Soil fertility degradation remains the major biophysical cause of declining per capita crop production on smallholder farms in Central Kenya highlands. A study was conducted to compare farmers’ perception and biophysical data on selected water harvesting and integrated soil fertility management technologies on sorghum (Sorghum bicolor (L.) Moench) and cowpea (Vigna unguiculata L.) production in Central highlands of Kenya. Three hundred and seventy one smallholder farmers were invited to evaluate thirty six plots laid out in Partially Balanced Incomplete Block Design (PBIBD) replicated three times. The treatment which was ranked best overall rated as ‘good’ by the farmers was farmers practice with a mean score of (2.78) and yielding (3.5 t/ha) under sorghum alone plus external soil amendment of 40 kg P /ha+20 kg N /ha. This was closely followed by tied ridges and contour furrows overall rated as ‘good’ by the farmers under sorghum alone plus external soil amendment of 40 kg P /ha+20 kg N /ha+manure 2.5 t/ha and 40 kg P /ha+40 kg N /ha+manure 5 t/ha both with a mean score of (2.7) and yielding (3.0 t/ha) and (2.9 t/ha) respectively. Generally, all experiment controls were overall scored as ‘poor’ yielding as low as 0.3 t/ha to 0.6 t/ha. Therefore, integration minimal addition of organic and inorganic inputs on highly valued traditional crops with adequate rainfall under normal farmers practice in semi arid lands could be considered as an alternative option contribution to food security in central highland of Kenya.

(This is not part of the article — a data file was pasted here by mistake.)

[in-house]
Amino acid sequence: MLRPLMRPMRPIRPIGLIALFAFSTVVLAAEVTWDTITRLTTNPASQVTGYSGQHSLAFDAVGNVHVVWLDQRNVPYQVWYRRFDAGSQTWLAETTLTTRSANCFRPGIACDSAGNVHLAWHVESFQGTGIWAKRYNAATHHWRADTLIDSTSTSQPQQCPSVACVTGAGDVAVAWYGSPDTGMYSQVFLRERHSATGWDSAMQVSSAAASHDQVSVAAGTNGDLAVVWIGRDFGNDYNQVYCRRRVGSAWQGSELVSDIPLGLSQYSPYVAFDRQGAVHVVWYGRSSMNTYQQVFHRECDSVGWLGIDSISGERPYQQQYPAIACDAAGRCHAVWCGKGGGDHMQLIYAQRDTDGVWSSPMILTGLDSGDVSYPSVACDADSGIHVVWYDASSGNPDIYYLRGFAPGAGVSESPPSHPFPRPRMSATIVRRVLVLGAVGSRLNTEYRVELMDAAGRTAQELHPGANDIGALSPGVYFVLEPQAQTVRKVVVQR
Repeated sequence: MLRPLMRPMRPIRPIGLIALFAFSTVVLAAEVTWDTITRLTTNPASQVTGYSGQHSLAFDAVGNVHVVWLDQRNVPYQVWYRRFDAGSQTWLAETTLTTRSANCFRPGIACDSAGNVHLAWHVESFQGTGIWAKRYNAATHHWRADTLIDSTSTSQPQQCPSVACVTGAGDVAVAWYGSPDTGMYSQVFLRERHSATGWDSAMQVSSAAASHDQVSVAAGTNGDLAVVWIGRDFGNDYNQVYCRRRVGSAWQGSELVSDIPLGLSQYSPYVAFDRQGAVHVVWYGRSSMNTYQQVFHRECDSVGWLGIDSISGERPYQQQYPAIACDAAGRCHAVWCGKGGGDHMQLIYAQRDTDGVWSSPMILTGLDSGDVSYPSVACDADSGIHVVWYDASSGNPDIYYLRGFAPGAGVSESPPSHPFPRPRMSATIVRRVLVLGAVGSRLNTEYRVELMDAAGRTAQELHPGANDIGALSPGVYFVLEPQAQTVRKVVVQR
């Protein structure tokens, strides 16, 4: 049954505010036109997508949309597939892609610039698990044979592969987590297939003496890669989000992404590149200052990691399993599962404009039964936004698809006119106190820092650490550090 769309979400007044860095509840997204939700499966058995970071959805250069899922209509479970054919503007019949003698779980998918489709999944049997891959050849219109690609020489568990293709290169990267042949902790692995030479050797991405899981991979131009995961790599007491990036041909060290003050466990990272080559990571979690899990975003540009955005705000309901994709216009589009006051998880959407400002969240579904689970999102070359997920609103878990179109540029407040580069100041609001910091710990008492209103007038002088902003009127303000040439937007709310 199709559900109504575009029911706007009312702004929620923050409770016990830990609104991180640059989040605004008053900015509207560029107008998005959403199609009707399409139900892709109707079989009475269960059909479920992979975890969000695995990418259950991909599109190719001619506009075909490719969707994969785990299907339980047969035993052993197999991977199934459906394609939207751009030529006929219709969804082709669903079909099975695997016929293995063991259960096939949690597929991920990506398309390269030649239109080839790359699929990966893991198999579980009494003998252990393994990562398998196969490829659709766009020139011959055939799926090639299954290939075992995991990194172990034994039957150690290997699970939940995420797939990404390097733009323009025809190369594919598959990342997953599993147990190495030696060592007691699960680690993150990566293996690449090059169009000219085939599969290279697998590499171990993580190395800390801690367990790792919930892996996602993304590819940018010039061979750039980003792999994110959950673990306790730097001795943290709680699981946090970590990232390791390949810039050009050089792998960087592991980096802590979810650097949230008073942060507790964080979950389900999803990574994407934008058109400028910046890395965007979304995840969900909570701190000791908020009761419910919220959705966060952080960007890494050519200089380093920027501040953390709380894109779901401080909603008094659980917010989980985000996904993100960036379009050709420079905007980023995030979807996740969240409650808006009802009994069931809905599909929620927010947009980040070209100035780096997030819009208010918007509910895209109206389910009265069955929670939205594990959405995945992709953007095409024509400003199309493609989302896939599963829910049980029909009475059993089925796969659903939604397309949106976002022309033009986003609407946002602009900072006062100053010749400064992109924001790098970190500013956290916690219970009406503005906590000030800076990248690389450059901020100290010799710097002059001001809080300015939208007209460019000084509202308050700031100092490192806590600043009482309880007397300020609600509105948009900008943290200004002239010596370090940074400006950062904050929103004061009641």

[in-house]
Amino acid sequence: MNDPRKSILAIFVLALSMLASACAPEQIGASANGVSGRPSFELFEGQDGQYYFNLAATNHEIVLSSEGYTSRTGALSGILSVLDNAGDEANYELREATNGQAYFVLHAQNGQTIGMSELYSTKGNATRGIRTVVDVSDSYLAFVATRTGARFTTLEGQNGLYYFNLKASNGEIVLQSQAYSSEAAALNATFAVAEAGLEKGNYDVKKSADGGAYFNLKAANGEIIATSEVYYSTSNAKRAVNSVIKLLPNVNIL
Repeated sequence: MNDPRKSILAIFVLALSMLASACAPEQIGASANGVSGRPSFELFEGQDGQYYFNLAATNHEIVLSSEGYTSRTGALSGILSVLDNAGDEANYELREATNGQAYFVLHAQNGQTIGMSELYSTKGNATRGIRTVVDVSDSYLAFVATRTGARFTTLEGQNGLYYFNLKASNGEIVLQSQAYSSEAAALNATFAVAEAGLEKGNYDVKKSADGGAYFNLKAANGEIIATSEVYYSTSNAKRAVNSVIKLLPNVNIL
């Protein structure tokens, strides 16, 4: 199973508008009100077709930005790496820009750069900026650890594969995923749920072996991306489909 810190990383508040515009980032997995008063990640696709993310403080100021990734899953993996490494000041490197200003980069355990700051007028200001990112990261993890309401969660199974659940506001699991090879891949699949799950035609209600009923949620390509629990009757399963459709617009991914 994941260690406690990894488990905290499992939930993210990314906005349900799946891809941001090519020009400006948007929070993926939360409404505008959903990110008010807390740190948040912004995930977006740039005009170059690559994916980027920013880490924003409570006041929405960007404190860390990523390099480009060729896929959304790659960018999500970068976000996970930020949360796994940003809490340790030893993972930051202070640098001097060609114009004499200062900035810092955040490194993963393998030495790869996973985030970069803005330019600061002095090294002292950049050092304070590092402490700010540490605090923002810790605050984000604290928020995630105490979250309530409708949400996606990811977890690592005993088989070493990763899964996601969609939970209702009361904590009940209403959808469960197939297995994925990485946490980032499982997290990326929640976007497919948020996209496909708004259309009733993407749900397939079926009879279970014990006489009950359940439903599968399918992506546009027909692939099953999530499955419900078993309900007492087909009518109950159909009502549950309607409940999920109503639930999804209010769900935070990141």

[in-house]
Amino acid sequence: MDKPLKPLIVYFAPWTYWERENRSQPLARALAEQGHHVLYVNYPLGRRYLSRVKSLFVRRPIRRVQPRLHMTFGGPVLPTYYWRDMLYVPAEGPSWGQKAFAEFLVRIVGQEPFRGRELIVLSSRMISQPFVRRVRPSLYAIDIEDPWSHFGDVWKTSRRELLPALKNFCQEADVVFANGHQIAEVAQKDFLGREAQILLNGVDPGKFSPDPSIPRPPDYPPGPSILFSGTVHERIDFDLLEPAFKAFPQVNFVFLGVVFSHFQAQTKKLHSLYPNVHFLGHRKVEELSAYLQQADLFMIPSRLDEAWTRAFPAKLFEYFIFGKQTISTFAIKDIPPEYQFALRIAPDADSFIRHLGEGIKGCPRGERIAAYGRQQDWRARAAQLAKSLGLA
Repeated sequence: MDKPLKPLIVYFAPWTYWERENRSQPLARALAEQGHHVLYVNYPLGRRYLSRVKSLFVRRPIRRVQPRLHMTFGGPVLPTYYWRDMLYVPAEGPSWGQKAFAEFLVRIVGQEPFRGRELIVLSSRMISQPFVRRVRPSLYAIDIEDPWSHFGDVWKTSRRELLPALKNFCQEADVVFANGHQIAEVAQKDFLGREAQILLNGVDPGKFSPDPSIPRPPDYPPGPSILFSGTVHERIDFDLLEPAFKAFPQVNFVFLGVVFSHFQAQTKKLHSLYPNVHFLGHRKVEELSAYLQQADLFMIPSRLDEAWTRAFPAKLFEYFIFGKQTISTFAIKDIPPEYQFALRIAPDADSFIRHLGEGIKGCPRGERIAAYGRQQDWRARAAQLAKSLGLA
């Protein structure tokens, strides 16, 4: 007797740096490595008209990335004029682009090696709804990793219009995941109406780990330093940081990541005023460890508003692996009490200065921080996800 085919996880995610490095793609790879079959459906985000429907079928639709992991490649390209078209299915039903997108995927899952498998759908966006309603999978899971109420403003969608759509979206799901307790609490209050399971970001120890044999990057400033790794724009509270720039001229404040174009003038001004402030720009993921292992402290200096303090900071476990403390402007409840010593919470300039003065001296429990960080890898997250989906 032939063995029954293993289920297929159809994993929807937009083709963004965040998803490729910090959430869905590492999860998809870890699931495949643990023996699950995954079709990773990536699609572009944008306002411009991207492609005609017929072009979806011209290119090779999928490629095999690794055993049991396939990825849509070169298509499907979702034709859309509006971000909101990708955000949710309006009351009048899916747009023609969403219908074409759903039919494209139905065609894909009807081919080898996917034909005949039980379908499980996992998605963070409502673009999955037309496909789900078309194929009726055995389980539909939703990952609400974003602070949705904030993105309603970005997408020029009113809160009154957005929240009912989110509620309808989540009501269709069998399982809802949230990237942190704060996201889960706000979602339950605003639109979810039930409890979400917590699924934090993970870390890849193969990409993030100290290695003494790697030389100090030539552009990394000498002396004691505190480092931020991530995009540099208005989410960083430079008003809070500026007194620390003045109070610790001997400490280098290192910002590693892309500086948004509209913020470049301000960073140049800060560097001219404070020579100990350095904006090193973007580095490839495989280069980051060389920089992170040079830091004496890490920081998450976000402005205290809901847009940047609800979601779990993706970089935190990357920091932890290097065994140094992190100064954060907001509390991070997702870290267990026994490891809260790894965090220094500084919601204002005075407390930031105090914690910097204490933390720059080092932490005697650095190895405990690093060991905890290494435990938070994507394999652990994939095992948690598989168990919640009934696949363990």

Key words: Food security, water harvesting, integrated soil fertility management, Central Kenya.